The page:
The reason sushi would have been good today is that I ended up watching KIKU TV's showing of Cocorico (I think), which had part 3 (I think) of a multipart series about sushi.  Cocorico is a Japanese (this I know) variety show (I think) where they have a big panel, and they talk about things, and then send people out to do wacky things, with the big panel commenting back at the studio, with the people who did the challenge, so the studio stuff must happen later.

Anyway, the challenge this week was "Can these guys eat everything on the menu at a popular sushi restaurant?"  Last week I caught the end of the "these girls" attempt, and I think the answer there was "yes."  The team this week made it through dish #66 (I think), out of the ~110 to cover.

They were eating at Kura sushi, which has an interesting plate return system.  After eating five plates, you can slide the plates into a plate shaped opening beneath the sushi belt, and that starts a game of chance, in which you can win a capsule toy.  I think it also counts the plates and sends them back to be washed.  Neat idea.  Because of this game, there's a song about it, by Morning Musume (a Jpop group composed of an infinite number of female singers that are often broken into smaller groups, as transporting an infinite number of singers is a logistics nightmare.  No, seriously, look at this.  WTF, Japan?).

In conclusion, Japanese variety games are wonderful, because they take simple concepts (eat all the sushi), and make it entertaining.

One more thing that I just remembered: a similar show (maybe the same?) had a challenge of "can your children (aged 7 and 5) navigate the Japanese train system to meet you at the amusement park?"  This was interesting as in the US, the answer would have been "No, they'll be murdered by hobos.  Plus, you're going to jail for blatant child endangerment."  In Japan, the answer was "Sure, that'll be fine.  Business Man will help them buy their tickets, and Train Guy will ensure they get off at the right stops.  However, they'll walk the wrong way leaving the station, so they won't make it in time to win the challenge."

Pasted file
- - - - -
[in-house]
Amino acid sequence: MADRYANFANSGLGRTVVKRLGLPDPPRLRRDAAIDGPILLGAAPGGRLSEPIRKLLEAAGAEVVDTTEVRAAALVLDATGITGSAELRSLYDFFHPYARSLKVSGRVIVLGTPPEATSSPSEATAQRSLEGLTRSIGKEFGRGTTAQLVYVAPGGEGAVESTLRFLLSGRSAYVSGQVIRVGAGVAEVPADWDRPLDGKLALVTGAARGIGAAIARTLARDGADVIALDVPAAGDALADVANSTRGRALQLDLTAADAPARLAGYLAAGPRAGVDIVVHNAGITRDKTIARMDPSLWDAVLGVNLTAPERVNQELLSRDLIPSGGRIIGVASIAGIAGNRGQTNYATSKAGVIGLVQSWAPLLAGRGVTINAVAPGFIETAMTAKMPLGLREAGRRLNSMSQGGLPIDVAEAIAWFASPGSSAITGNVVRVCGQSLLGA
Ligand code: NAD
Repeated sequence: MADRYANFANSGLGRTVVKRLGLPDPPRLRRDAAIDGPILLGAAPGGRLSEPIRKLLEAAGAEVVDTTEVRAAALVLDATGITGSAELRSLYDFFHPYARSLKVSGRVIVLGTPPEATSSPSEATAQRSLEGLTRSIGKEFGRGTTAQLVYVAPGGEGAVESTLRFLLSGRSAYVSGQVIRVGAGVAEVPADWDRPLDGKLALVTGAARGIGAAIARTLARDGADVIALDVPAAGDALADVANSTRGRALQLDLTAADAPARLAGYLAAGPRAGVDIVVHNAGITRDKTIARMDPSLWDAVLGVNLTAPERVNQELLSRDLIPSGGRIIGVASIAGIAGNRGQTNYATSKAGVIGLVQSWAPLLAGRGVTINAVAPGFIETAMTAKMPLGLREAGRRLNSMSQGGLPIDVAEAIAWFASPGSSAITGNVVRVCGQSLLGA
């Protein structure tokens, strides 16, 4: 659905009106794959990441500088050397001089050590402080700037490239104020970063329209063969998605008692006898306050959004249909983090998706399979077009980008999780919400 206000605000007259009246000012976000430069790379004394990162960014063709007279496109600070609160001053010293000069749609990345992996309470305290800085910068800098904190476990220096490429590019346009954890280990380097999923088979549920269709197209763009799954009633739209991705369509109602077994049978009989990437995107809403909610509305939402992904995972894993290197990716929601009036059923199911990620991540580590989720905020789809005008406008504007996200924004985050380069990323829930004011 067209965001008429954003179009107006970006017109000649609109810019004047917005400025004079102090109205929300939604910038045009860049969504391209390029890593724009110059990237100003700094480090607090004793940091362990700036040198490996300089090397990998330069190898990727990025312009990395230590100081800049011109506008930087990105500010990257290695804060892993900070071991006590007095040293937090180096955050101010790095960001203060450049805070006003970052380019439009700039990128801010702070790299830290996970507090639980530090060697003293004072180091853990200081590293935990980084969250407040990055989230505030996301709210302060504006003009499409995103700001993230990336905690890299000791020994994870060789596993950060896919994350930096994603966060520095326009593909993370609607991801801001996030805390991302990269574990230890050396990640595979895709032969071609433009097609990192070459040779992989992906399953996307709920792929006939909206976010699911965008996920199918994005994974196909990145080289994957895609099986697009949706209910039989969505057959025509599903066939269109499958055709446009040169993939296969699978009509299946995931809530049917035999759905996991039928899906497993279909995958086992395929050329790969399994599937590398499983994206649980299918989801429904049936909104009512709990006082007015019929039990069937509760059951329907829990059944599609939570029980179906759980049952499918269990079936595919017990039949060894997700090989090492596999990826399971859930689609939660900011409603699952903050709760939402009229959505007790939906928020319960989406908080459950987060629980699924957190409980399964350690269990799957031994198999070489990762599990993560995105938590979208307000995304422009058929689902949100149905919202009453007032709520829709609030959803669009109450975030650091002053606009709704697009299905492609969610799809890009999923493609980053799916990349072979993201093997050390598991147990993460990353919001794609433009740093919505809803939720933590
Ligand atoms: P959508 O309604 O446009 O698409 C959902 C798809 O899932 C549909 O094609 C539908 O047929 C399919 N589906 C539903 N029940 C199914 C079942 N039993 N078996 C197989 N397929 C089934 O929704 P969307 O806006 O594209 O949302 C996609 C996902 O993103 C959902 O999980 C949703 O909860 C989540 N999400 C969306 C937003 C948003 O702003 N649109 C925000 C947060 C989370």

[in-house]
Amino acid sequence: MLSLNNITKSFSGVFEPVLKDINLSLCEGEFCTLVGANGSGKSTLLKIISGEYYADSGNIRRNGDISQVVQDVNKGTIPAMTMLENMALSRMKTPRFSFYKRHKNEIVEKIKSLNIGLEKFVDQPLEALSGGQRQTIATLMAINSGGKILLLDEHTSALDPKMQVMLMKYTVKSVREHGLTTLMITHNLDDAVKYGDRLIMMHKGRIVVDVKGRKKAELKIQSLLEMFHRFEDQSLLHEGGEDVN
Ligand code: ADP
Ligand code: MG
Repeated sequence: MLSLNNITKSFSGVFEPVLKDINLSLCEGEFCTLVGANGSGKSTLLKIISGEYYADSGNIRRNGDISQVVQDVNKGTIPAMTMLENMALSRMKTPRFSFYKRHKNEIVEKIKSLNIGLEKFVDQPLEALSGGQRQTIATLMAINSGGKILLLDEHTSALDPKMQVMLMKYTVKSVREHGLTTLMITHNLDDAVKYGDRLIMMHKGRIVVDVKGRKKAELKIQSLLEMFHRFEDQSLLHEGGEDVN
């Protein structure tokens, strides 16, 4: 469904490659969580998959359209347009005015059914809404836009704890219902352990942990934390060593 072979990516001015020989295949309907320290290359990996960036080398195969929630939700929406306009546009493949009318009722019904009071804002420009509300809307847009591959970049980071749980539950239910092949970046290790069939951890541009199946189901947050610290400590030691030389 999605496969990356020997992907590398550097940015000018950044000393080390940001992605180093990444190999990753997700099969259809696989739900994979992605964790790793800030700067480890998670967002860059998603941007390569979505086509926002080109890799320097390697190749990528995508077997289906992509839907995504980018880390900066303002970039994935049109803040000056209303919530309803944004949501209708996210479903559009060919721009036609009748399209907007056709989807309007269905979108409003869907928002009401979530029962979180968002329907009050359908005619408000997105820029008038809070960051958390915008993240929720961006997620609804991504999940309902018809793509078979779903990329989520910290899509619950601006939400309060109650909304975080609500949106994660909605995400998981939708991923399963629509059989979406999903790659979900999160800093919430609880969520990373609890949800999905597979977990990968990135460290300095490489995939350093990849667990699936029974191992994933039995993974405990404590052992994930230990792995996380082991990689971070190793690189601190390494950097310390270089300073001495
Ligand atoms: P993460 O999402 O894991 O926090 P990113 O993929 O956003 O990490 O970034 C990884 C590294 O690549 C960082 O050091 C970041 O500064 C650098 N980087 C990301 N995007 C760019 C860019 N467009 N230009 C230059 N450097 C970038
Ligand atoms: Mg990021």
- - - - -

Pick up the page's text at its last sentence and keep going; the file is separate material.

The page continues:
• The capsules had pins and stickers with these characters on them.  Note this is "chapter 1."  The link up top shows you there are eleven other.  My favorite of the ones obtained in the episode is A12 "サー モンキー" => "salmonkey".  It is a monkey with salmon for his face and butt.  I kind of want to translate the other names.  I'm trying to figure out what A14, the squirrel is.  "イナ リス" is "INARISU"/"INA-squirrel".  I'm unclear what that has to do with the letters.  Maybe it's a pun on inari sushi, which has little fried tofu pouches?  They could look like envelopes, so maybe that's the joke?
• Final sushi thing for today: You can buy a toy kaiten sushi.  It's super expensive, but it comes with lots of tiny sushi pieces.
• This could potentially be a sushi thing, but instead, it's a Godzilla thing.  What I learned from this post: a) there's a new Godzilla movie coming. b) it's partially filmed in Honolulu.
• This is dumb.  Was military law invented by absolute morons?
• Finally, sloths.

## Friday, July 12, 2013

### Friday: Science!